“On the other hand, quite a few of his favorite spots have been lost to encroaching development and government designations that prohibit the traditional activities of sportsmen,” he added. “Many of the retailers we work with are located adjacent to public lands, and not just in the West but along the Great Lakes, the Eastern Seaboard and the vast watershed of the Gulf Coast. These businesses rely on continued access to public lands for families who wish to fish and hunt.”

By conserving the cherished lands that drive economic growth, the American people and our national economy will be healthier

Pronghorn on western public lands need large landscapes for their long migration corridors to thrive. Photo by Lew Carpenter

Pronghorn on western public lands need large landscapes for their long migration corridors to thrive. Photo by Lew Carpenter

and more sustainable for generations to come.

So what does it all mean in today’s world? The report was created to bring the importance of public lands into the national dialogue. Several Western legislatures and members of Congress have shown they are out of touch with the public’s support for keeping public lands in public hands.

The last two congressional sessions, lawmakers introduced dozens of bills seeking to diminish protection of public land, require the federal government to sell millions of acres of the land or turn the land over to the states. State legislators and congressional members behind proposals to dispose of public lands claim that westerners believe federal management of the lands constrains natural resource development, thus depriving states of the economic benefits. In fact, the measures contradict the majority of western public opinion and threaten the region’s economy, which benefits from the diverse businesses attracted and supported by conserving public lands.

The next generation of anglers and hunters are relying on today’s sportsmen to conserve fish and wildlife habitat so they have the same opportunities to recreate on public lands. Photo by Lew Carpenter

The next generation of anglers and hunters are relying on today’s sportsmen to conserve fish and wildlife habitat so they have the same opportunities to recreate on public lands. Photo by Lew Carpenter

As a sportsman from the West I have fished from Alaska to the Gulf Coast, Baja to Idaho – and many places in between – almost exclusively on public lands. Certainly there is a place for the magnificent private-land opportunities in North America – but for the common man, nothing beats the landscapes his forefathers created, paid for with his tax dollars, equipment purchases and license fees, and which is waiting with open arms for him to conserve for his children and the generations to follow.

If you care about this American heritage, your access to public lands and wildlife, and your ability to share this with your children and grandchildren, then you need to inform yourself about the positions your elected officials are taking on public lands issues. Moreover, you need to communicate your positions to your elected officials. This is the essence of representative democracy and it is more important than ever in a time when big money is exerting enormous influence.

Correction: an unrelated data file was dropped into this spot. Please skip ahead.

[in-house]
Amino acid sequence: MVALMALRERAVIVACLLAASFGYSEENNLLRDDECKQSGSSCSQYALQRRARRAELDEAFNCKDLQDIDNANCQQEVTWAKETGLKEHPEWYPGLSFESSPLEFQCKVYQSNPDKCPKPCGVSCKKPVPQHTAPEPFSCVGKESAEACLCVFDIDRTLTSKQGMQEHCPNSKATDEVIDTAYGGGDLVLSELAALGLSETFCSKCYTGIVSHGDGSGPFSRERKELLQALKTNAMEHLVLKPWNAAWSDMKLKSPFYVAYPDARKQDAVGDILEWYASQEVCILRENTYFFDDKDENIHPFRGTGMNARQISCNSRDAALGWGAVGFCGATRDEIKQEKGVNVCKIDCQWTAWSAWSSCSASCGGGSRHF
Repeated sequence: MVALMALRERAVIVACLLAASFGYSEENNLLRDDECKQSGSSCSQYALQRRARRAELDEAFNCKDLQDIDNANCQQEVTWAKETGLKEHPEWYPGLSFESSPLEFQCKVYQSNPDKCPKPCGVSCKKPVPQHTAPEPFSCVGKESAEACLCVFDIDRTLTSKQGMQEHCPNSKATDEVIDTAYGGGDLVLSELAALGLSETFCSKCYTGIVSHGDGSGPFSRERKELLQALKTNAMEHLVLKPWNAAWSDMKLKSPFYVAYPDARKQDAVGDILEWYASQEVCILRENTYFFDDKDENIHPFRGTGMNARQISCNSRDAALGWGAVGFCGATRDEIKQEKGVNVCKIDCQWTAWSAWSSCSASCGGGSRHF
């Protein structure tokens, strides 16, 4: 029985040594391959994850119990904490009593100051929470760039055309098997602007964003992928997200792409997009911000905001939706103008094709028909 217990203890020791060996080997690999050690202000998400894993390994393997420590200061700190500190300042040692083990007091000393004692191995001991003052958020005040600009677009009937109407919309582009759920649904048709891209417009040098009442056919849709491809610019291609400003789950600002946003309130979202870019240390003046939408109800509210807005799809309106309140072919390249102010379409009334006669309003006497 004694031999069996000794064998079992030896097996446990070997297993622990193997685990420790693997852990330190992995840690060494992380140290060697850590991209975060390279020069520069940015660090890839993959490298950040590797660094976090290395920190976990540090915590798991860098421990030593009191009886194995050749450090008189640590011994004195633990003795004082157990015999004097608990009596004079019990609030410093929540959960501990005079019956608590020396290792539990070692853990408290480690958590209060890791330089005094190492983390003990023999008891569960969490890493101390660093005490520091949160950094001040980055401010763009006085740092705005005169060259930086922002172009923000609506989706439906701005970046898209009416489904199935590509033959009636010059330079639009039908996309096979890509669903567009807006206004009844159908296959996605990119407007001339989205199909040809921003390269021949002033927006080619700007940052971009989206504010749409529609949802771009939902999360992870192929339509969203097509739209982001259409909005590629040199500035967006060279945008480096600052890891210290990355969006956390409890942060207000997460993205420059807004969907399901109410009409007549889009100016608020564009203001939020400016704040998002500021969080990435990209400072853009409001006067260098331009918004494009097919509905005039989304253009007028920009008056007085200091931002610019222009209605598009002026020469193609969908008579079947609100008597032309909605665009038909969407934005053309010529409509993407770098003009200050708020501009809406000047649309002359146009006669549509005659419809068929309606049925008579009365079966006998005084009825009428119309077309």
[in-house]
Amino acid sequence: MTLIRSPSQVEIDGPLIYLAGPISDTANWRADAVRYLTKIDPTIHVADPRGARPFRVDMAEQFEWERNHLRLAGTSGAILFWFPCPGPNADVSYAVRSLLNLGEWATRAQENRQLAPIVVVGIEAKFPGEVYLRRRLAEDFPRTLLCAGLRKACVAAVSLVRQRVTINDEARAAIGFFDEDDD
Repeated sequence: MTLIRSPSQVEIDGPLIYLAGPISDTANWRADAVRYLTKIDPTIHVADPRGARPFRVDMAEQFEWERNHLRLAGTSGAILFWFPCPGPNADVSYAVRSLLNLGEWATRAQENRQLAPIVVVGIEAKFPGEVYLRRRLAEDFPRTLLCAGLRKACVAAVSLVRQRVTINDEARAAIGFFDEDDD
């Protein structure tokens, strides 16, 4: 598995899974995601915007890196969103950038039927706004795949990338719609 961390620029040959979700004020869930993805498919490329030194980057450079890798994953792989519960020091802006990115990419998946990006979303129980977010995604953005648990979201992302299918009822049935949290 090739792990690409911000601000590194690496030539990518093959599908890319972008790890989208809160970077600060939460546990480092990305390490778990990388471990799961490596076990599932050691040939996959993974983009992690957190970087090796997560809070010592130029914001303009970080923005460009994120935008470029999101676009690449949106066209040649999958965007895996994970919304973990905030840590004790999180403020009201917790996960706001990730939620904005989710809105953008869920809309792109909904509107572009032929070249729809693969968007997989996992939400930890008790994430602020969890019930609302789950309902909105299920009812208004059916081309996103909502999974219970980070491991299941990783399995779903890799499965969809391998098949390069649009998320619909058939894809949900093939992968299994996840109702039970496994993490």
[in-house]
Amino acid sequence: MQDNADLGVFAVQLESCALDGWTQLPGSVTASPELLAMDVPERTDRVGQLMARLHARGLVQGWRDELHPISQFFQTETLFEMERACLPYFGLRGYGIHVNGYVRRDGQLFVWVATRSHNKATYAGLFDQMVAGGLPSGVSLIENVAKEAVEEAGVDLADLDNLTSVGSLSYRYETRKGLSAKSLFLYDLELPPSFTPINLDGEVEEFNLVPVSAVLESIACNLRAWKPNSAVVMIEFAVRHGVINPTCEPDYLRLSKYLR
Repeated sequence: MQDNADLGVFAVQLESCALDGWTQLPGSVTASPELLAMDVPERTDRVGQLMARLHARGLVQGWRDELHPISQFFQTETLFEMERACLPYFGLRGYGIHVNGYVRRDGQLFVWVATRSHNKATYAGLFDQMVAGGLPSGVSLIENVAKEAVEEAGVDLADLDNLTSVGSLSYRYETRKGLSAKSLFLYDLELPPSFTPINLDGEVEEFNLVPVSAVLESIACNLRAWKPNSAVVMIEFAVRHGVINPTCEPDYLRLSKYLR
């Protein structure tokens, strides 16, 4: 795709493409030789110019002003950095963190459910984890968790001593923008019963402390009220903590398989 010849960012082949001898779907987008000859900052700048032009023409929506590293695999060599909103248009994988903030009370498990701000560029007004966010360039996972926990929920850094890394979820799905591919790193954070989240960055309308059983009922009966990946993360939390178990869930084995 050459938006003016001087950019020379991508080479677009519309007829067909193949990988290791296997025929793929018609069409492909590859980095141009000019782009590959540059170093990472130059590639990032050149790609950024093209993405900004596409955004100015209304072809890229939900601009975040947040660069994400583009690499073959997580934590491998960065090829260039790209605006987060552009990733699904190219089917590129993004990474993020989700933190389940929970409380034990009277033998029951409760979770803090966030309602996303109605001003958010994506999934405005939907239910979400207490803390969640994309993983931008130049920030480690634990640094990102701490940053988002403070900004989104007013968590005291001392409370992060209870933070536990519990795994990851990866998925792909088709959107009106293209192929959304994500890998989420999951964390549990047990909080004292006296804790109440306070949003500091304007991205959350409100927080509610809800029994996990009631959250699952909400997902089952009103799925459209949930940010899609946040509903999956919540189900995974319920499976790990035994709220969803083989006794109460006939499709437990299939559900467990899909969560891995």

Read Full Post »

20121109-152942.jpg

Updated federal fracking rule: An opportunity for transparency, stewardship and responsible energy development on our public lands

 

WASHINGTONAs the Interior Department prepares to release new federal fracking regulations, a sportsmen’s coalition is urging officials to make sure the rules will adequately protect air and water quality, fish and wildlife.

 

The update to oil and gas drilling methods on federal and tribal lands is the first in about 30 years, Sportsmen for Responsible Energy Development noted Tuesday. Meanwhile, the process of hydraulic fracturing, or “fracking,” has significantly changed, opening previously inaccessible land to development.

 

“The reality is the technology and methods have changed since the original rule was put in place. Today, millions of gallons of fluids and chemicals are injected underground at high pressure,’’ said Brad Powell, energy director for Trout Unlimited’s Sportsmen’s Conservation Project. “We know there are a lot of good companies doing the right thing. But it’s critical to have safeguards in place. We can’t run the risk of contaminating groundwater or surface water and endangering people, fish and wildlife.”

 

The National Wildlife Federation, Trout Unlimited and the Theodore Roosevelt Conservation Partnership are the lead partners in the SFRED coalition. SFRED supports requiring companies to disclose the chemicals in fracking fluids both before and after drilling so that appropriate steps can be taken to safeguard natural resources.

 

Hunters and anglers urge the Interior Department to retain provisions in an earlier draft of the rules that address well-casing integrity and fracking fluid waste. The fluids must be properly contained and water quality must be monitored, coalition members said.

 

The U.S. House Natural Resources Committee plans a hearing Wednesday on the federal fracking rule. Hunters and anglers encourage committee members to implement federal oil and gas regulations that match the industry’s 21st century technology.